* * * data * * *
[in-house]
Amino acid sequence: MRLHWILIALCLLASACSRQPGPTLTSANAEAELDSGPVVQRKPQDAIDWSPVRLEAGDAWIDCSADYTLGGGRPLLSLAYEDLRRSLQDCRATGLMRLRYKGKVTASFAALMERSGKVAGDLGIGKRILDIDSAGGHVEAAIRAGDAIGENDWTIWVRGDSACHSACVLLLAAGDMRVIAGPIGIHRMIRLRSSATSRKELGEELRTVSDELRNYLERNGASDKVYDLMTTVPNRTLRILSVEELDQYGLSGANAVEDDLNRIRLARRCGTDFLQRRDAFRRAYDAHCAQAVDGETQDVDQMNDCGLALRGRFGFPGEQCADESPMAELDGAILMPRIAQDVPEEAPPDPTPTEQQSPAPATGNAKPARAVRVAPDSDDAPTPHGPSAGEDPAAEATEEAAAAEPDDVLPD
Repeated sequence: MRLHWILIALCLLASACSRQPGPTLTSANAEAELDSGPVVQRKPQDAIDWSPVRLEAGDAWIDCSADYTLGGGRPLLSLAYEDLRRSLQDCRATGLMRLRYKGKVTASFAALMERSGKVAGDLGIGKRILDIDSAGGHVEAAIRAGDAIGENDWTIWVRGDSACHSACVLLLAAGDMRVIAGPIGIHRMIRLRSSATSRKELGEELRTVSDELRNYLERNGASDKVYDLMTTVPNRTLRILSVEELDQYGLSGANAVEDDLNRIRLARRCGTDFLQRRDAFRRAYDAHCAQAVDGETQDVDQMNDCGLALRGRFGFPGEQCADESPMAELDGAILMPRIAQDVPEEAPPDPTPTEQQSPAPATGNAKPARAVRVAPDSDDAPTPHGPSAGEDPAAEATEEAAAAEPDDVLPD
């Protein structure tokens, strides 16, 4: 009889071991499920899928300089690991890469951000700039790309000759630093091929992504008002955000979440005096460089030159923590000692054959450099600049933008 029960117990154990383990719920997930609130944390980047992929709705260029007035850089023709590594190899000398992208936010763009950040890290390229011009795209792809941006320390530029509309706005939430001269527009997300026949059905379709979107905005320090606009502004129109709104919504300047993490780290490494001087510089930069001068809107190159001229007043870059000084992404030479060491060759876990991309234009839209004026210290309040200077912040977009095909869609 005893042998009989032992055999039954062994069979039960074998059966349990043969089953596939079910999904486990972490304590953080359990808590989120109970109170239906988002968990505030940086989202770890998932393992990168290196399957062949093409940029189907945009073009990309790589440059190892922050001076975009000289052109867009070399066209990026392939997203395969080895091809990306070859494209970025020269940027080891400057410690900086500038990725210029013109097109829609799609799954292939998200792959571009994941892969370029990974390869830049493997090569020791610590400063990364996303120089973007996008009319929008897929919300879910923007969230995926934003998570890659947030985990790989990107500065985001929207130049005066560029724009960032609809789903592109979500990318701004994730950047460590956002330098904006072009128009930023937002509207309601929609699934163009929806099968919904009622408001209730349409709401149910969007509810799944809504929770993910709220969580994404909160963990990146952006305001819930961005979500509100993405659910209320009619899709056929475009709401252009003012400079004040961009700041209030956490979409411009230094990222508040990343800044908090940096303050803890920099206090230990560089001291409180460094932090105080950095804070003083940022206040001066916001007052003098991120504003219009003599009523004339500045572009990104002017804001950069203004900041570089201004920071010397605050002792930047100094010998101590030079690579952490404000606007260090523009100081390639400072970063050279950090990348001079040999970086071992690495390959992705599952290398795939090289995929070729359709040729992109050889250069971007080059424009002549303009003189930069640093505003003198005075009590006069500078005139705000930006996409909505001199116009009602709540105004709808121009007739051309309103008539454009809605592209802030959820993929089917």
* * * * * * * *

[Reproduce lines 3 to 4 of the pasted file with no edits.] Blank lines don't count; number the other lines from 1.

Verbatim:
Repeated sequence: MRLHWILIALCLLASACSRQPGPTLTSANAEAELDSGPVVQRKPQDAIDWSPVRLEAGDAWIDCSADYTLGGGRPLLSLAYEDLRRSLQDCRATGLMRLRYKGKVTASFAALMERSGKVAGDLGIGKRILDIDSAGGHVEAAIRAGDAIGENDWTIWVRGDSACHSACVLLLAAGDMRVIAGPIGIHRMIRLRSSATSRKELGEELRTVSDELRNYLERNGASDKVYDLMTTVPNRTLRILSVEELDQYGLSGANAVEDDLNRIRLARRCGTDFLQRRDAFRRAYDAHCAQAVDGETQDVDQMNDCGLALRGRFGFPGEQCADESPMAELDGAILMPRIAQDVPEEAPPDPTPTEQQSPAPATGNAKPARAVRVAPDSDDAPTPHGPSAGEDPAAEATEEAAAAEPDDVLPD
């Protein structure tokens, strides 16, 4: 009889071991499920899928300089690991890469951000700039790309000759630093091929992504008002955000979440005096460089030159923590000692054959450099600049933008 029960117990154990383990719920997930609130944390980047992929709705260029007035850089023709590594190899000398992208936010763009950040890290390229011009795209792809941006320390530029509309706005939430001269527009997300026949059905379709979107905005320090606009502004129109709104919504300047993490780290490494001087510089930069001068809107190159001229007043870059000084992404030479060491060759876990991309234009839209004026210290309040200077912040977009095909869609 005893042998009989032992055999039954062994069979039960074998059966349990043969089953596939079910999904486990972490304590953080359990808590989120109970109170239906988002968990505030940086989202770890998932393992990168290196399957062949093409940029189907945009073009990309790589440059190892922050001076975009000289052109867009070399066209990026392939997203395969080895091809990306070859494209970025020269940027080891400057410690900086500038990725210029013109097109829609799609799954292939998200792959571009994941892969370029990974390869830049493997090569020791610590400063990364996303120089973007996008009319929008897929919300879910923007969230995926934003998570890659947030985990790989990107500065985001929207130049005066560029724009960032609809789903592109979500990318701004994730950047460590956002330098904006072009128009930023937002509207309601929609699934163009929806099968919904009622408001209730349409709401149910969007509810799944809504929770993910709220969580994404909160963990990146952006305001819930961005979500509100993405659910209320009619899709056929475009709401252009003012400079004040961009700041209030956490979409411009230094990222508040990343800044908090940096303050803890920099206090230990560089001291409180460094932090105080950095804070003083940022206040001066916001007052003098991120504003219009003599009523004339500045572009990104002017804001950069203004900041570089201004920071010397605050002792930047100094010998101590030079690579952490404000606007260090523009100081390639400072970063050279950090990348001079040999970086071992690495390959992705599952290398795939090289995929070729359709040729992109050889250069971007080059424009002549303009003189930069640093505003003198005075009590006069500078005139705000930006996409909505001199116009009602709540105004709808121009007739051309309103008539454009809605592209802030959820993929089917």